Radiation Blocking Undies Afford Travelers More Privacy

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A zillion years after it allegedly protected the junk of Adam and Eve, the fig leaf is once again being employed as a protective measure, only this time the invasive entity is radiation and the provider of the fig leaf if Jeff Buske. Buske, technical director of Rocky Flats Gear (1-888-X-RAY-NOT) invented a line of undergarments for men and women with extra material in the shape of a fig leaf that he says is a thin line of protection between you and an airport or medical X-ray device.

“It fits into a novelty (category) just because of it’s shape but it also is functional. It actually does stop radiation and it gives privacy to the traveling public,” Buske said in a phone interview.

Buske has a background in electrical engineering and worked with X-ray equipment at GE for many years. “I understand X-rays and ionizing radiation is hazardous to cellular life and future generations,” he says. When he saw the rollout of new X-ray machines in airports all over the country he decided to come up with “something that would afford some level of protection for the general public, women, small children,” or grown men that just don’t like being x-rayed or quite so scrutinized. “That was kind of the impetus…more just health, safety and the obvious privacy aspects of it.”

So there’s practical use along with the humor – the fig leaves and drawings of hands covering one’s personal area. He also plans to introduce a line for Canada with a strategically located beaver.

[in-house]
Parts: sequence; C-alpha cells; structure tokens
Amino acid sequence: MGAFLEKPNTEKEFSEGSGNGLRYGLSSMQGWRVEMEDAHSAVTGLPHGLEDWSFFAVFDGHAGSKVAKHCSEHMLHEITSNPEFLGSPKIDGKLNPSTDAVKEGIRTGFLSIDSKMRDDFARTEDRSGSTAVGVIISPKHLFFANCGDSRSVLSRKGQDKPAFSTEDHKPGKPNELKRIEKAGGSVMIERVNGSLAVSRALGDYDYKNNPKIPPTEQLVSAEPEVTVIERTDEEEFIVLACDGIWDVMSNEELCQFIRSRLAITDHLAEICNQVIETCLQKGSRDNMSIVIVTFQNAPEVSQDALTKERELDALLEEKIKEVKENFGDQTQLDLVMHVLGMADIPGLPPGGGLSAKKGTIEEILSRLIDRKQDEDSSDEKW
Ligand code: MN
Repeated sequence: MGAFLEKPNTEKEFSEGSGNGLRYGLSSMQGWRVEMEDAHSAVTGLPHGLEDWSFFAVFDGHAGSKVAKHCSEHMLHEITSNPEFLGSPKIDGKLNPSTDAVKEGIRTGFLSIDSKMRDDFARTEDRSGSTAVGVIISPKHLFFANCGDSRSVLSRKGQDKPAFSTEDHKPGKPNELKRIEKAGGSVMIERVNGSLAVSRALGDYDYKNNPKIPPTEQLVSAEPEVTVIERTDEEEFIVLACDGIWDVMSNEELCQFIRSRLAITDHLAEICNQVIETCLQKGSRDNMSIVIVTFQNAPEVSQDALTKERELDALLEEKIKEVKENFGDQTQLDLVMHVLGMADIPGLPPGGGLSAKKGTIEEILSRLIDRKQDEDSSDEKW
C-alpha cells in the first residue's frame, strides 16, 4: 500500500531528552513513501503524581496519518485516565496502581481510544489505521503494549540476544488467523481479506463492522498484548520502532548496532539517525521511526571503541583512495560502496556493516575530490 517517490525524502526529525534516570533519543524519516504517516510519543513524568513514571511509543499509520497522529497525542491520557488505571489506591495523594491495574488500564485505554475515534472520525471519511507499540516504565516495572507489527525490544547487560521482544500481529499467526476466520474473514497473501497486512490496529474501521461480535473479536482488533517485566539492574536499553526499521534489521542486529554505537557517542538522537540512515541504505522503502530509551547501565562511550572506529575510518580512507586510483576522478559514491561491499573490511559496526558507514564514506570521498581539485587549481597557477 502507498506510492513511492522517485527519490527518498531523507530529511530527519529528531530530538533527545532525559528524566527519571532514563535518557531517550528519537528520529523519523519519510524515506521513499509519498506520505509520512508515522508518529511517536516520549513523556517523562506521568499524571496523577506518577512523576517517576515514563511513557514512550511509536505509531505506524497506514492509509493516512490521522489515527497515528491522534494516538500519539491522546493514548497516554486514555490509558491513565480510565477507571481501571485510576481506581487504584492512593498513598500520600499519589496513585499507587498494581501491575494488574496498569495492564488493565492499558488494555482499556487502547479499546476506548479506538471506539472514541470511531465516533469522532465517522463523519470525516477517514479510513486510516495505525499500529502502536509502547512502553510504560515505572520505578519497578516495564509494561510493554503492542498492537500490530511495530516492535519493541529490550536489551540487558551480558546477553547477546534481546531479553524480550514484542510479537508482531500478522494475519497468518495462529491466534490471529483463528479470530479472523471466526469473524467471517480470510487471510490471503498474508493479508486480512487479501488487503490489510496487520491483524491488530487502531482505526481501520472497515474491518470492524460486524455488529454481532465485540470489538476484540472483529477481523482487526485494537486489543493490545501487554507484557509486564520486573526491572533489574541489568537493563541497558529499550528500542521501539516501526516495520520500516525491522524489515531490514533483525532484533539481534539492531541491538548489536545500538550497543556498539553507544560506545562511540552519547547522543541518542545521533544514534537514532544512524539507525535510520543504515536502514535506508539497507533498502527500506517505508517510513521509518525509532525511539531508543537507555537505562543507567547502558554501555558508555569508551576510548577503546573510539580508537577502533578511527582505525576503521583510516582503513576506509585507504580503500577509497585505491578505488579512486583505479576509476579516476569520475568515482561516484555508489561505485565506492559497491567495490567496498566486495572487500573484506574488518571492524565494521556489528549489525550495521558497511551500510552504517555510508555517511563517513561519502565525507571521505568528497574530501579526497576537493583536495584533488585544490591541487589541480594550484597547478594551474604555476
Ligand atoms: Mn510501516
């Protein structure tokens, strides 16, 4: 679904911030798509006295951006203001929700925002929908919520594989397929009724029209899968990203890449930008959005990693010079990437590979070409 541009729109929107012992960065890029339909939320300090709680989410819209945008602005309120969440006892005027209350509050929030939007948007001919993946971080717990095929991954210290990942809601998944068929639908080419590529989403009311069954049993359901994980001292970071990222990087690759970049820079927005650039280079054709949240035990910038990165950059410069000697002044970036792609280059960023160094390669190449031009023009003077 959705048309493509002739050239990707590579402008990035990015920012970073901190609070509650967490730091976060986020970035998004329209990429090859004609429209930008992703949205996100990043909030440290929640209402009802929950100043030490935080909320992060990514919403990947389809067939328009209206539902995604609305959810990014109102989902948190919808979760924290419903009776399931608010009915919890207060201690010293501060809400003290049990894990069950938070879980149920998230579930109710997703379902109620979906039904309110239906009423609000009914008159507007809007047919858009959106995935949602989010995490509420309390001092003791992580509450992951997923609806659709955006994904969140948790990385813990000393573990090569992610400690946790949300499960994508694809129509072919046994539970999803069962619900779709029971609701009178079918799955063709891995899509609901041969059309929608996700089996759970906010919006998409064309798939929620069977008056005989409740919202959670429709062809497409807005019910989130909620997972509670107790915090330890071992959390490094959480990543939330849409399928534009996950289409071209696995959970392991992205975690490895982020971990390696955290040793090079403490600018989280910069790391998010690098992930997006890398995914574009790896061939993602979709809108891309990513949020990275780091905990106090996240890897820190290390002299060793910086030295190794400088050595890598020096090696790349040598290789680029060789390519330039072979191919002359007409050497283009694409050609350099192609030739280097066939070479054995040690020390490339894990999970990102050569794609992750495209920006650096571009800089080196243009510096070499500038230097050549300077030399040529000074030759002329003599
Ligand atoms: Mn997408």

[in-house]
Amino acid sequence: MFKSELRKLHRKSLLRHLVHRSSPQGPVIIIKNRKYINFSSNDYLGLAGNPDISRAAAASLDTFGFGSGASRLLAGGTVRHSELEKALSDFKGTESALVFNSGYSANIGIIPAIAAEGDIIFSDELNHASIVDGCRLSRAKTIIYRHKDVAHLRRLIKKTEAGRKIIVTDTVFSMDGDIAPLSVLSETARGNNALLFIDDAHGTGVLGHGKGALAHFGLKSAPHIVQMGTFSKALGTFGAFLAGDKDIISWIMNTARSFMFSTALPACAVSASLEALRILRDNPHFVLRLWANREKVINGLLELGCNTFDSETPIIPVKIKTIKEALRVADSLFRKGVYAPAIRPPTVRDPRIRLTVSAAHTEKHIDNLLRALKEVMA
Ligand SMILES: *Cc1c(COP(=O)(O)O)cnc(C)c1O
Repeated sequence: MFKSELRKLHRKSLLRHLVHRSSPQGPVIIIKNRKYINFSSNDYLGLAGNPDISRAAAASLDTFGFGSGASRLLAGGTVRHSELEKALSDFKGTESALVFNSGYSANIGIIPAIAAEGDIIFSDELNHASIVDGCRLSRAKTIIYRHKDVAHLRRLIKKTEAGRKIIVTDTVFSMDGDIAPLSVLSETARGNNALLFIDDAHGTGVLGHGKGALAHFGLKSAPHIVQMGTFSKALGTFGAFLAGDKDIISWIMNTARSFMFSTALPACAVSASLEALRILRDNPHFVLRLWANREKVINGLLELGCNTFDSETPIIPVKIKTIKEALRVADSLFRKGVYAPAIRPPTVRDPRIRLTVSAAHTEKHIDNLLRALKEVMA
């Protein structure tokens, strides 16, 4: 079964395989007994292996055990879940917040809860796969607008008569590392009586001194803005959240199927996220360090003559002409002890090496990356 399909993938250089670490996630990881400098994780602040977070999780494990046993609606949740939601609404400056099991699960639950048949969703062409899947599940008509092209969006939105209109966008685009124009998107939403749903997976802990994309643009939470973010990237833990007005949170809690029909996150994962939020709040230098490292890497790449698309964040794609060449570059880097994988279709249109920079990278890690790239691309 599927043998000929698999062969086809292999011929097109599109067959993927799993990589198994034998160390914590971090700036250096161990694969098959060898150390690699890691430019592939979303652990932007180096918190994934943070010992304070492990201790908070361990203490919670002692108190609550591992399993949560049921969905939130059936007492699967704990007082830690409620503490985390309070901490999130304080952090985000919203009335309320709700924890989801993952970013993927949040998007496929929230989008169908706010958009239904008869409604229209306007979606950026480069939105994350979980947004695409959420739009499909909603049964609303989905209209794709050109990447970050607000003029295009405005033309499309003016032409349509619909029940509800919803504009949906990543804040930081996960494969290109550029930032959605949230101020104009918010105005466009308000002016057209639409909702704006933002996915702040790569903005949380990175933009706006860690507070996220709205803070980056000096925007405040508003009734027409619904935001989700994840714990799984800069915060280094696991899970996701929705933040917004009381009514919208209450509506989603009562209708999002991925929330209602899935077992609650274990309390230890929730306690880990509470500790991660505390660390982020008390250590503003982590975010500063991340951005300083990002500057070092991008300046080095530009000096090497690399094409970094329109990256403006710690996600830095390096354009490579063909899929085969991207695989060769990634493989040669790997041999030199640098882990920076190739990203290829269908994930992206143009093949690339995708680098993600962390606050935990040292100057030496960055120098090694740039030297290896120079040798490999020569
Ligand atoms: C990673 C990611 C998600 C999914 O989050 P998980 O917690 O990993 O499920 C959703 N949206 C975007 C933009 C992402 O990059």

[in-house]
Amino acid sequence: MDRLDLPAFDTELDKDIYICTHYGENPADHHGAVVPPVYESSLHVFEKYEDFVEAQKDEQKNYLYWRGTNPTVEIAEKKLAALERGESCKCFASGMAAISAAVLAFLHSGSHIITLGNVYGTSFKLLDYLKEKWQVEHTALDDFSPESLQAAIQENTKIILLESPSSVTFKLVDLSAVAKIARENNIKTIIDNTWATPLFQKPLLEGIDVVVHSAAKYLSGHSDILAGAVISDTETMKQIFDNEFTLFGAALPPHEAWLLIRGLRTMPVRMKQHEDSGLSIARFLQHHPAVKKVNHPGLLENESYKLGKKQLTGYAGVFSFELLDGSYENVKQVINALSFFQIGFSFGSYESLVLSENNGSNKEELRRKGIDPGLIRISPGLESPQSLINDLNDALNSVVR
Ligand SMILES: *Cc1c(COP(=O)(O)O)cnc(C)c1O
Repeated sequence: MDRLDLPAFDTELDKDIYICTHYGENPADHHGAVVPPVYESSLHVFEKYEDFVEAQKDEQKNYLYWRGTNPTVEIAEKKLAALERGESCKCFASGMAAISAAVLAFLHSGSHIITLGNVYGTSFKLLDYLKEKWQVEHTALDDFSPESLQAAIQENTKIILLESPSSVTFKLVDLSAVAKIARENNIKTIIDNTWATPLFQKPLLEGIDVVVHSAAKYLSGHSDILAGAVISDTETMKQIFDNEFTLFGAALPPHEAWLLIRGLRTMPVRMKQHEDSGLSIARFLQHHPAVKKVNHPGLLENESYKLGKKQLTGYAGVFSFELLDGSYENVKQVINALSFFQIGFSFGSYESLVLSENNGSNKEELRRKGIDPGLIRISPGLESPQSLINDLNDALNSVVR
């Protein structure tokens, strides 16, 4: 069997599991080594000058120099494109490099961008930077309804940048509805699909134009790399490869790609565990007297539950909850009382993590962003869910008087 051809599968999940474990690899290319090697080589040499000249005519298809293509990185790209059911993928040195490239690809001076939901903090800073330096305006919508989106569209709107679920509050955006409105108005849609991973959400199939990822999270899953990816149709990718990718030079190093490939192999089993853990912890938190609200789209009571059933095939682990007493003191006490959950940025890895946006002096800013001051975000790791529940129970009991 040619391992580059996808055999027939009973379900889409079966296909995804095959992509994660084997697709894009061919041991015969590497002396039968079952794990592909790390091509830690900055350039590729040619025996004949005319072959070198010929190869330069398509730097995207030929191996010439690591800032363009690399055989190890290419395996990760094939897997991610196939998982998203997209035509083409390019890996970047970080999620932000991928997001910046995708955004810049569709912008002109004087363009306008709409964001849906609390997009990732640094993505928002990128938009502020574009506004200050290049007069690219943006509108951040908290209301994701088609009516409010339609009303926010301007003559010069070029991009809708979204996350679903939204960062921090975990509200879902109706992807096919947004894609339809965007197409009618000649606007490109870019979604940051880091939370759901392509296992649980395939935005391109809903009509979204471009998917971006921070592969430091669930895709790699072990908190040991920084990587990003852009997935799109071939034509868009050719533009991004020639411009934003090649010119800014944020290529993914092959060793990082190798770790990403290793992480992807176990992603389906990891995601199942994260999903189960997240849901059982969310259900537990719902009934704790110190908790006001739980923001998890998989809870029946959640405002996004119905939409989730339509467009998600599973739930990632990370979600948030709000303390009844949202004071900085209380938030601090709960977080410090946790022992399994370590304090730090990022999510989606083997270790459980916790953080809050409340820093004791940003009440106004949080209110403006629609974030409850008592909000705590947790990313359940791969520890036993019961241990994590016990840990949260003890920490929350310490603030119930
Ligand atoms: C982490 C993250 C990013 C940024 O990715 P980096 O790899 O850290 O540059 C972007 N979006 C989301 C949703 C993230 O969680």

So, has he gone through airport security wearing his own invention yet?

“I have! In Douglas County, Colorado,” he says. Buske went through Millimeter Wave Body Scanner and the person at security did notice something and asked if he had something in his pockets. Buske says he joked, “No, I’m just happy to see you,” and that he was allowed to pass through. (Personally I wouldn’t joke with anyone in the TSA even if I was a celebrity comic and had performed at the security personnel’s wedding, but I’m a wuss that way).

The novelty patches are made of “an assortment of elements that are designed and well-suited for X-ray absorption at the energies that are common to these medical and dental (machines) and also security imaging devices,” Buske says. The material has rubbery consistency but is bonded to the cloth and won’t make awkward shapes under your clothes.

“And it glows in the dark,” Buske says, “so you don’t have to.”

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